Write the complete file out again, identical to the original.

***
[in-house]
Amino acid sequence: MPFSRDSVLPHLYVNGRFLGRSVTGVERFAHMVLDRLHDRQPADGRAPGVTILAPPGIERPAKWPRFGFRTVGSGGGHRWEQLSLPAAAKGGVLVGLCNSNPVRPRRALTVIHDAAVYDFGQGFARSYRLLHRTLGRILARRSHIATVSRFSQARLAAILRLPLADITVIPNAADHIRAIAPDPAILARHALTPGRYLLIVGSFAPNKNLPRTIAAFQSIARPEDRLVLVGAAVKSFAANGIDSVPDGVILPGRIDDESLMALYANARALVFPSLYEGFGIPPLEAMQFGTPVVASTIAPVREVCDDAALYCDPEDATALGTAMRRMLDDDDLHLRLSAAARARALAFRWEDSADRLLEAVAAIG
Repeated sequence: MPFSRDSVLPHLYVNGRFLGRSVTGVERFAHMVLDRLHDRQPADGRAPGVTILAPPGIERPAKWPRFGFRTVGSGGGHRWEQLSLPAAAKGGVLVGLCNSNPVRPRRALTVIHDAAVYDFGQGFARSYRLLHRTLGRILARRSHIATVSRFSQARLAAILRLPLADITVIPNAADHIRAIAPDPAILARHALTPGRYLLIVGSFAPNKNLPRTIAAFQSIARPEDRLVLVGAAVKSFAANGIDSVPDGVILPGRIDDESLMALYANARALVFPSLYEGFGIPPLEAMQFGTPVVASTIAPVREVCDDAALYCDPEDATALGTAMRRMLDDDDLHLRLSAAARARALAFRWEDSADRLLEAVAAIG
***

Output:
[in-house]
Amino acid sequence: MPFSRDSVLPHLYVNGRFLGRSVTGVERFAHMVLDRLHDRQPADGRAPGVTILAPPGIERPAKWPRFGFRTVGSGGGHRWEQLSLPAAAKGGVLVGLCNSNPVRPRRALTVIHDAAVYDFGQGFARSYRLLHRTLGRILARRSHIATVSRFSQARLAAILRLPLADITVIPNAADHIRAIAPDPAILARHALTPGRYLLIVGSFAPNKNLPRTIAAFQSIARPEDRLVLVGAAVKSFAANGIDSVPDGVILPGRIDDESLMALYANARALVFPSLYEGFGIPPLEAMQFGTPVVASTIAPVREVCDDAALYCDPEDATALGTAMRRMLDDDDLHLRLSAAARARALAFRWEDSADRLLEAVAAIG
Repeated sequence: MPFSRDSVLPHLYVNGRFLGRSVTGVERFAHMVLDRLHDRQPADGRAPGVTILAPPGIERPAKWPRFGFRTVGSGGGHRWEQLSLPAAAKGGVLVGLCNSNPVRPRRALTVIHDAAVYDFGQGFARSYRLLHRTLGRILARRSHIATVSRFSQARLAAILRLPLADITVIPNAADHIRAIAPDPAILARHALTPGRYLLIVGSFAPNKNLPRTIAAFQSIARPEDRLVLVGAAVKSFAANGIDSVPDGVILPGRIDDESLMALYANARALVFPSLYEGFGIPPLEAMQFGTPVVASTIAPVREVCDDAALYCDPEDATALGTAMRRMLDDDDLHLRLSAAARARALAFRWEDSADRLLEAVAAIG